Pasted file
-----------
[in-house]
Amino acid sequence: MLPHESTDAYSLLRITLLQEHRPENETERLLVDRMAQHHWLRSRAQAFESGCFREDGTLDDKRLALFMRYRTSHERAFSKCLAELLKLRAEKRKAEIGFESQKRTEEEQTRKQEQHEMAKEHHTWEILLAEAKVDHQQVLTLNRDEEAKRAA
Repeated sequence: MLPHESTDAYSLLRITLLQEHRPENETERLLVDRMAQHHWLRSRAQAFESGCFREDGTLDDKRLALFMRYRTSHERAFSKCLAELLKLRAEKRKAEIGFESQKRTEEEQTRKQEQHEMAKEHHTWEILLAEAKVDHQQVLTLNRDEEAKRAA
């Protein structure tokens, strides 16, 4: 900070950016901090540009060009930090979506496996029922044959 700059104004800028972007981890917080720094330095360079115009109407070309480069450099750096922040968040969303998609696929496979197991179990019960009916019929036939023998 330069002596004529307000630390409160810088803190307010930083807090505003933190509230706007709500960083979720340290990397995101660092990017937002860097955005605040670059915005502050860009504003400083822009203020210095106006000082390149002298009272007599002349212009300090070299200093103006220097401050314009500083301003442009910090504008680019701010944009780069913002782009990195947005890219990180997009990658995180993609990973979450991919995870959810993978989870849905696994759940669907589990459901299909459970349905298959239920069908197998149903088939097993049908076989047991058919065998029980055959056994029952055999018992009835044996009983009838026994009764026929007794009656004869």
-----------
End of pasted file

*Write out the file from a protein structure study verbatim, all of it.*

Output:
[in-house]
Amino acid sequence: MLPHESTDAYSLLRITLLQEHRPENETERLLVDRMAQHHWLRSRAQAFESGCFREDGTLDDKRLALFMRYRTSHERAFSKCLAELLKLRAEKRKAEIGFESQKRTEEEQTRKQEQHEMAKEHHTWEILLAEAKVDHQQVLTLNRDEEAKRAA
Repeated sequence: MLPHESTDAYSLLRITLLQEHRPENETERLLVDRMAQHHWLRSRAQAFESGCFREDGTLDDKRLALFMRYRTSHERAFSKCLAELLKLRAEKRKAEIGFESQKRTEEEQTRKQEQHEMAKEHHTWEILLAEAKVDHQQVLTLNRDEEAKRAA
């Protein structure tokens, strides 16, 4: 900070950016901090540009060009930090979506496996029922044959 700059104004800028972007981890917080720094330095360079115009109407070309480069450099750096922040968040969303998609696929496979197991179990019960009916019929036939023998 330069002596004529307000630390409160810088803190307010930083807090505003933190509230706007709500960083979720340290990397995101660092990017937002860097955005605040670059915005502050860009504003400083822009203020210095106006000082390149002298009272007599002349212009300090070299200093103006220097401050314009500083301003442009910090504008680019701010944009780069913002782009990195947005890219990180997009990658995180993609990973979450991919995870959810993978989870849905696994759940669907589990459901299909459970349905298959239920069908197998149903088939097993049908076989047991058919065998029980055959056994029952055999018992009835044996009983009838026994009764026929007794009656004869």